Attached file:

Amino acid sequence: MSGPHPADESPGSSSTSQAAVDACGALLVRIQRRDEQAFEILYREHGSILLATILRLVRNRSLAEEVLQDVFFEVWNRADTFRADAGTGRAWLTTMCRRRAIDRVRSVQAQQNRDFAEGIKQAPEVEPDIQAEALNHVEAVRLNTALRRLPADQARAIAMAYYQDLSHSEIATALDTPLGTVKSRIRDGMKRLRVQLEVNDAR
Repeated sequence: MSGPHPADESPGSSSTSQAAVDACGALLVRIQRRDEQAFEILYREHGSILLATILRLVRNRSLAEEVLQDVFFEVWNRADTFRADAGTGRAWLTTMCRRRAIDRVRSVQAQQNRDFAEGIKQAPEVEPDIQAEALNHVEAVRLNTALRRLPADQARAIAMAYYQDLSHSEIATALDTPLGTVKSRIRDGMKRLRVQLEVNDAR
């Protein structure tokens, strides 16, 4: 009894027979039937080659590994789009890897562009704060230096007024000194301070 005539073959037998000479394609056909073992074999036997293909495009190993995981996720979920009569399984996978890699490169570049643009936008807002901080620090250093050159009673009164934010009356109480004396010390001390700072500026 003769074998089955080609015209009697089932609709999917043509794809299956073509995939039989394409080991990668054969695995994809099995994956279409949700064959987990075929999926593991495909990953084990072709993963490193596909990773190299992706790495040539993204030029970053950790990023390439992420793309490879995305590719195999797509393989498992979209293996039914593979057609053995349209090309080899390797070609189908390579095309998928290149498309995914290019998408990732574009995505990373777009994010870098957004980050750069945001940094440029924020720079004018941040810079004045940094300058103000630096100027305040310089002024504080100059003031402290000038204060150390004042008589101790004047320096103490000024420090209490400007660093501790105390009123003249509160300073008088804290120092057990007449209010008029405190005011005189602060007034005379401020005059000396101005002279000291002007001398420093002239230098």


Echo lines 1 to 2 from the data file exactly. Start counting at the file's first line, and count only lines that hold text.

Amino acid sequence: MSGPHPADESPGSSSTSQAAVDACGALLVRIQRRDEQAFEILYREHGSILLATILRLVRNRSLAEEVLQDVFFEVWNRADTFRADAGTGRAWLTTMCRRRAIDRVRSVQAQQNRDFAEGIKQAPEVEPDIQAEALNHVEAVRLNTALRRLPADQARAIAMAYYQDLSHSEIATALDTPLGTVKSRIRDGMKRLRVQLEVNDAR
Repeated sequence: MSGPHPADESPGSSSTSQAAVDACGALLVRIQRRDEQAFEILYREHGSILLATILRLVRNRSLAEEVLQDVFFEVWNRADTFRADAGTGRAWLTTMCRRRAIDRVRSVQAQQNRDFAEGIKQAPEVEPDIQAEALNHVEAVRLNTALRRLPADQARAIAMAYYQDLSHSEIATALDTPLGTVKSRIRDGMKRLRVQLEVNDAR